Knight’s then-girlfriend Barbara Noble, who was present at the event, agrees that Scalise spoke to the Jefferson Heights Civic Association, not EURO....
UPDATE: EURO put out a press release the day before the “workshop” that listed scheduled speakers. Scalise was not one of them. It appears that the Scalise “scandal” is going the way of the University of Virginia rape story.
Have We Finally Turned the Corner?
As 2014 came to a close, it was all about good economic news. Leading off the parade: In December, the Dow Jones Industrial Average capped off a torrid year of 7.5% growth when it reached 18,000 for the first time. Meanwhile, GDP grew at a 4.6% annual rate in the second quarter and an even faster 5% in the third – a pace not seen since 2003. And on top of that, Americans saved $14 billion at the gas pump in 2014, and could save even more this year. Things are looking a bit brighter for 2015.
With all that good economic news, experts feel the job market will further strengthen in 2015 so the headline unemployment rate will slide ever closer to 5%. The labor market may remain a little bit soft as the long-term unemployed will be the last to find work, but as a whole it’s no wonder the Left is boasting of the “Obama boom.” Even those on the Right are admitting this may end the “Age of Suck.”
This general feeling of economic optimism is reflected in increasing consumer confidence. While some worried about sluggish Black Friday sales as well as slower than expected last-minute shopping at retailers as the Christmas season wound down, online purchasing was strong enough to keep sales right around their predicted growth rate for the 2014 season.
While some try to credit Barack Obama for the rebound, the good news is rooted in two areas the president has tried his best to obstruct.
One is an overall slowdown in government spending growth, which is declining as a percentage of GDP. Congress hasn’t done nearly enough to cut spending given its tendency to govern by continuing resolution rather than a set budget – meaning the Obama spending bonanza of 2009 and 2010 is the new minimum.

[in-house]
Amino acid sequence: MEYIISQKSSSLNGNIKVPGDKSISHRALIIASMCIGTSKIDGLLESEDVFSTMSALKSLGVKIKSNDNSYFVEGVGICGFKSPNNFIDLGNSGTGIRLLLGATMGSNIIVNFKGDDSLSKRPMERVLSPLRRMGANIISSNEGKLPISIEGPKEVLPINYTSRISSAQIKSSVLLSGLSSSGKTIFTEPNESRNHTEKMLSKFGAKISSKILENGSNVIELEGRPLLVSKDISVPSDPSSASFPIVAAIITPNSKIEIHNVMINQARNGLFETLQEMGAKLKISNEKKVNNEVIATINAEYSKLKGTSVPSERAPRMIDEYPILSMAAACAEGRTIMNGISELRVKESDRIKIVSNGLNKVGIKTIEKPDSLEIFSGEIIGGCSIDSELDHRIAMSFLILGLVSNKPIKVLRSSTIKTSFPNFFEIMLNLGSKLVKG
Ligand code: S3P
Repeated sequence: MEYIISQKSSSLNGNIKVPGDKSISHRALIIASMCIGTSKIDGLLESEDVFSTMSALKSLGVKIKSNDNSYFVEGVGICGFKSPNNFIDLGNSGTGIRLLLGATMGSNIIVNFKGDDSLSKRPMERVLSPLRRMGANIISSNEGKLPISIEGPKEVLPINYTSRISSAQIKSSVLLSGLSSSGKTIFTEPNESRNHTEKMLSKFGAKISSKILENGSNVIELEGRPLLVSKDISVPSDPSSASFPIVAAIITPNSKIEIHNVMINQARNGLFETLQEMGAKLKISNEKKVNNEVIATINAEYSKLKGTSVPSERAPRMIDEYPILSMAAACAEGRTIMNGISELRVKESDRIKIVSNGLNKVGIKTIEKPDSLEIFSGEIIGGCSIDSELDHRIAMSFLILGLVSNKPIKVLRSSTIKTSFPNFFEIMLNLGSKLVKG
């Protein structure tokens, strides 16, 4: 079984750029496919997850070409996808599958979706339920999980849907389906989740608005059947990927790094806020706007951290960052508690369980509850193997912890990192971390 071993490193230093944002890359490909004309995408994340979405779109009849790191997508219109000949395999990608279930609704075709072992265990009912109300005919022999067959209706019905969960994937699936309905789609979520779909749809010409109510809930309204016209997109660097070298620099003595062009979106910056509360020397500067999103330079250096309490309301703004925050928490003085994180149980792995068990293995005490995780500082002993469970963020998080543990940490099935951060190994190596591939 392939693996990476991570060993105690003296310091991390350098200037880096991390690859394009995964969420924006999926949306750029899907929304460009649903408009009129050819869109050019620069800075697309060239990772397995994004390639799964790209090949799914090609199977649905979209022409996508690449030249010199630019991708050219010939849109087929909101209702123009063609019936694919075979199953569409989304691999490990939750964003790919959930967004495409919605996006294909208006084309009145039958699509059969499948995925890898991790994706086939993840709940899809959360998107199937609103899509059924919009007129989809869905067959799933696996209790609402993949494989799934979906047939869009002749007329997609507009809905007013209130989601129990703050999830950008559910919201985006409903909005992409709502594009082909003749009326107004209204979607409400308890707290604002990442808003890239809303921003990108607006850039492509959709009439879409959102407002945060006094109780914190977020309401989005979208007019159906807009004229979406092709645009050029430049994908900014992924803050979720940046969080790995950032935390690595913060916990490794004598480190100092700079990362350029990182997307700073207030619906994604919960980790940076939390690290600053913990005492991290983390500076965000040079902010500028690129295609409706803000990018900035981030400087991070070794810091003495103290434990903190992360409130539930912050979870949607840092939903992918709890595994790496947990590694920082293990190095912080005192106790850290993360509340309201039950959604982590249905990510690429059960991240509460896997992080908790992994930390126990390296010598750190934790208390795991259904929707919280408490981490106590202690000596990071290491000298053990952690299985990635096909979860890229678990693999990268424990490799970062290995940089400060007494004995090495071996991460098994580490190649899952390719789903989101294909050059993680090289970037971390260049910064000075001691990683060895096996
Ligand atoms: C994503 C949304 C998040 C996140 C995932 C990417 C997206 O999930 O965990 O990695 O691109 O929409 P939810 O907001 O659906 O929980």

But as columnist David Harsanyi puts it, “After , Congress, year by year, became one of the least productive in history. And the more unproductive Washington became, the more the economy began to improve.”
The key date is 2010, when Republicans took over the House. Harsanyi argues gridlock has created part of this improvement, and there’s a compelling argument for that point. Imagine what we may have been saddled with had Republicans not taken over the House in 2010: endless government “stimulus” programs, cap and trade, and a faster implementation of ObamaCare for starters – all leading to a national debt far larger than the already-astronomical one we’re facing now.
Another part of the economic rebound stems from lower oil prices, which have plummeted by nearly half in the last six months. That steep drop is now reflected in gas-pump prices, resulting in what Citigroup estimates as an average $1,150 annual boost to consumers. This boom could have been amplified still further if not for Obama’s stalling of the Keystone XL pipeline or his refusal to open up federally controlled land to oil exploration. An activist EPA also waits in the wings with the potential for crippling regulations similar to those imposed on the coal industry.
Obama can try his best, but no president has figured out a way to kill the American free enterprise system. Its resilience has brought us out of numerous depressions, panics, recessions and economic slumps over the years as enough people found a way to work through or around the situation.
We will begin to see the effects of a truly divided government, with Republicans now totally in charge of Congress and Obama threatening to veto more legislation. “I haven’t used the veto pen very often since I’ve been in office,” Obama not-so-subtly threatened last month. “Now, I suspect, there are going to be some times where I’ve got to pull that pen out.”
While the economy is improving – at least according to the numbers our government releases, if not necessarily everyone’s personal situation – it will be up to those respective sides to make the case why things could be even better if their vision prevails. It’s a battle that will be joined as contenders for the 2016 presidential election come onto the scene and spell out their plans to continue the momentum.
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Posted by JR at 1:38 AM